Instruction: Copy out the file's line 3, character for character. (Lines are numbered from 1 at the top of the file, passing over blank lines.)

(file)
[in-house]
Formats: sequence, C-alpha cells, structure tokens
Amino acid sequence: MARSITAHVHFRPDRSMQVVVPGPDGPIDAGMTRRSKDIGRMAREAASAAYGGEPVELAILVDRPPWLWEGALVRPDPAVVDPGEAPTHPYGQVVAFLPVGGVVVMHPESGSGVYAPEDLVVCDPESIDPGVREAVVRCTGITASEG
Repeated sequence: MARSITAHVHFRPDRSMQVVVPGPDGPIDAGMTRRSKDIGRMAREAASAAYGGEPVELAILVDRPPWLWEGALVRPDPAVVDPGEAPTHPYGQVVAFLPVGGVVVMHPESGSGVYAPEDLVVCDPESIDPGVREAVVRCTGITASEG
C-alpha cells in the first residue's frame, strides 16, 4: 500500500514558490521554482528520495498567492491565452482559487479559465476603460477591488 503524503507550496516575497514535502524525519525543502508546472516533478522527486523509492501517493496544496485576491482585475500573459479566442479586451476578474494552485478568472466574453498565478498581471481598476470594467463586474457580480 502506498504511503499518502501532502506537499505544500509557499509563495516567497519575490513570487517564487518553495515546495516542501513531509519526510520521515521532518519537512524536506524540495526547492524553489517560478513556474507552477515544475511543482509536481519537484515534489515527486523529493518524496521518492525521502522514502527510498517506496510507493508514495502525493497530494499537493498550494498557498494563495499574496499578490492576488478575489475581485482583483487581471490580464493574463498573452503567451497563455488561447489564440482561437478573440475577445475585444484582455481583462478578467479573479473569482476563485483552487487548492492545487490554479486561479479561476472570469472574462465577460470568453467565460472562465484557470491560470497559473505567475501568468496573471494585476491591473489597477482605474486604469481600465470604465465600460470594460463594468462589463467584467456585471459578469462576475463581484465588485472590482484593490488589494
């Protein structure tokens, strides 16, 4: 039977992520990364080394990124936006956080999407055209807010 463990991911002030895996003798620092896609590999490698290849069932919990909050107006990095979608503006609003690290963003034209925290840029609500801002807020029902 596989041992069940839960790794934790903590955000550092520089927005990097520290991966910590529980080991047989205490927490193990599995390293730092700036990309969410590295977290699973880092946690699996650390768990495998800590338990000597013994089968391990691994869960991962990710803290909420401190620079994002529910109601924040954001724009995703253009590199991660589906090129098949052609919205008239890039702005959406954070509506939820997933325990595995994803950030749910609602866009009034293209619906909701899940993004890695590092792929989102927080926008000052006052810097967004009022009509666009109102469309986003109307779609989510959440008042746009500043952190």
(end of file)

Amino acid sequence: MARSITAHVHFRPDRSMQVVVPGPDGPIDAGMTRRSKDIGRMAREAASAAYGGEPVELAILVDRPPWLWEGALVRPDPAVVDPGEAPTHPYGQVVAFLPVGGVVVMHPESGSGVYAPEDLVVCDPESIDPGVREAVVRCTGITASEG